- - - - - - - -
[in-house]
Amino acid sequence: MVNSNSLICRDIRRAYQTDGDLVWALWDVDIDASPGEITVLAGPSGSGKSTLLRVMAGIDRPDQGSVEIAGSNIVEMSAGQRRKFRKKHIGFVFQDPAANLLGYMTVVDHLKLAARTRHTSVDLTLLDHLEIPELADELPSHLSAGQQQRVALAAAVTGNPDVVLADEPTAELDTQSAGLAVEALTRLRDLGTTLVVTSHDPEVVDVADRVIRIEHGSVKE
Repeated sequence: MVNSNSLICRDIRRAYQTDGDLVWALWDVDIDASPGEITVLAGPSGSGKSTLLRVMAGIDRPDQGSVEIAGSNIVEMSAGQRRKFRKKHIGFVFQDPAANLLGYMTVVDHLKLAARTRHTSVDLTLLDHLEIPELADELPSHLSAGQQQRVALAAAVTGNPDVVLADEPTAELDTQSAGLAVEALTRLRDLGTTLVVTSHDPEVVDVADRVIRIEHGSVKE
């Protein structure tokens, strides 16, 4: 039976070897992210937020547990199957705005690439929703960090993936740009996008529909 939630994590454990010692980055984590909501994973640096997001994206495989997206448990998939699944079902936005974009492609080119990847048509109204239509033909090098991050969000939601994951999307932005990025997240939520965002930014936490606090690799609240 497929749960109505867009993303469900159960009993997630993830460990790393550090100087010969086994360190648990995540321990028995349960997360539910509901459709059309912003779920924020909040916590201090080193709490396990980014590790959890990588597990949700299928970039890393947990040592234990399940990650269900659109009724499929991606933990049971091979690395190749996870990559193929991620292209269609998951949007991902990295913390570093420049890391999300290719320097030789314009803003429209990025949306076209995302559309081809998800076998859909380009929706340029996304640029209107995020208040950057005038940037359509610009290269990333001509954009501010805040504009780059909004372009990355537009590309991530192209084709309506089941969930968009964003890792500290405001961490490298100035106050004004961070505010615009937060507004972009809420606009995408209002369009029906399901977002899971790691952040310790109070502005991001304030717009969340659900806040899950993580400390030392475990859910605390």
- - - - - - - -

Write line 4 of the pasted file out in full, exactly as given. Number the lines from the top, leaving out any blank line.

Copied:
């Protein structure tokens, strides 16, 4: 039976070897992210937020547990199957705005690439929703960090993936740009996008529909 939630994590454990010692980055984590909501994973640096997001994206495989997206448990998939699944079902936005974009492609080119990847048509109204239509033909090098991050969000939601994951999307932005990025997240939520965002930014936490606090690799609240 497929749960109505867009993303469900159960009993997630993830460990790393550090100087010969086994360190648990995540321990028995349960997360539910509901459709059309912003779920924020909040916590201090080193709490396990980014590790959890990588597990949700299928970039890393947990040592234990399940990650269900659109009724499929991606933990049971091979690395190749996870990559193929991620292209269609998951949007991902990295913390570093420049890391999300290719320097030789314009803003429209990025949306076209995302559309081809998800076998859909380009929706340029996304640029209107995020208040950057005038940037359509610009290269990333001509954009501010805040504009780059909004372009990355537009590309991530192209084709309506089941969930968009964003890792500290405001961490490298100035106050004004961070505010615009937060507004972009809420606009995408209002369009029906399901977002899971790691952040310790109070502005991001304030717009969340659900806040899950993580400390030392475990859910605390």